Characterizing Soft Materials Using an Indentation Device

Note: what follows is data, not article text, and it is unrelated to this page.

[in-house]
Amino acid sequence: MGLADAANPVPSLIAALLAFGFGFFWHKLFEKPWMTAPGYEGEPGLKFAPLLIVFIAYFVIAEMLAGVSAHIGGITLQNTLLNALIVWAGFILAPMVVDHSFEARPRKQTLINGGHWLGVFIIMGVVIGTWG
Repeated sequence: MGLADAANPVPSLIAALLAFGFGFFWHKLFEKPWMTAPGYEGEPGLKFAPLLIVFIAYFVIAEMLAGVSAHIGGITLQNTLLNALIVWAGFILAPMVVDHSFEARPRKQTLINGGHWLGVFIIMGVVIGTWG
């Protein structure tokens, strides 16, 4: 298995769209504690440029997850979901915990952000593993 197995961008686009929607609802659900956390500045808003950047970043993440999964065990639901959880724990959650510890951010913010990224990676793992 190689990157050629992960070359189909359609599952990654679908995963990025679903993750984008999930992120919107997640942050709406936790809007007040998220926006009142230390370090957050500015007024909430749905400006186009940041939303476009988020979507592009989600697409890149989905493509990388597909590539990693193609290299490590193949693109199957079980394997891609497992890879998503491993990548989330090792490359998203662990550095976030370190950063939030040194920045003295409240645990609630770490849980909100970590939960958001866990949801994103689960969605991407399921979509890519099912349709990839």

A surgical simulation device enables surgeons to practice surgery on a virtual patient. Coupling the simulation device with haptic feedback can enable the surgeon to sense how much pressure is required to make an incision into soft tissue, such as the brain. To accurately provide the surgeon with force-feedback information, the material properties of soft tissues will need to be incorporated into the haptic system software. However, soft tissue material properties are currently not well understood. We fabricated an indentation device to characterize the mechanical behavior of soft materials at low strain rates, typical of surgical procedures. During testing, a sample is placed on a z-axis stage that translates vertically upward until it compresses against a spherical indenter tip with a 5 mm radius. Measurements of the indenter displacement and the force applied to the sample surface were used to calculate the elastic modulus, which is a material property that quantifies stiffness. The biomaterial polydimethylsiloxane (PDMS) was selected to validate the force-displacement measurements by comparing the calculated elastic modulus with values reported in the literature. The indentation device was then used to characterize the elastic modulus of pig brain tissue.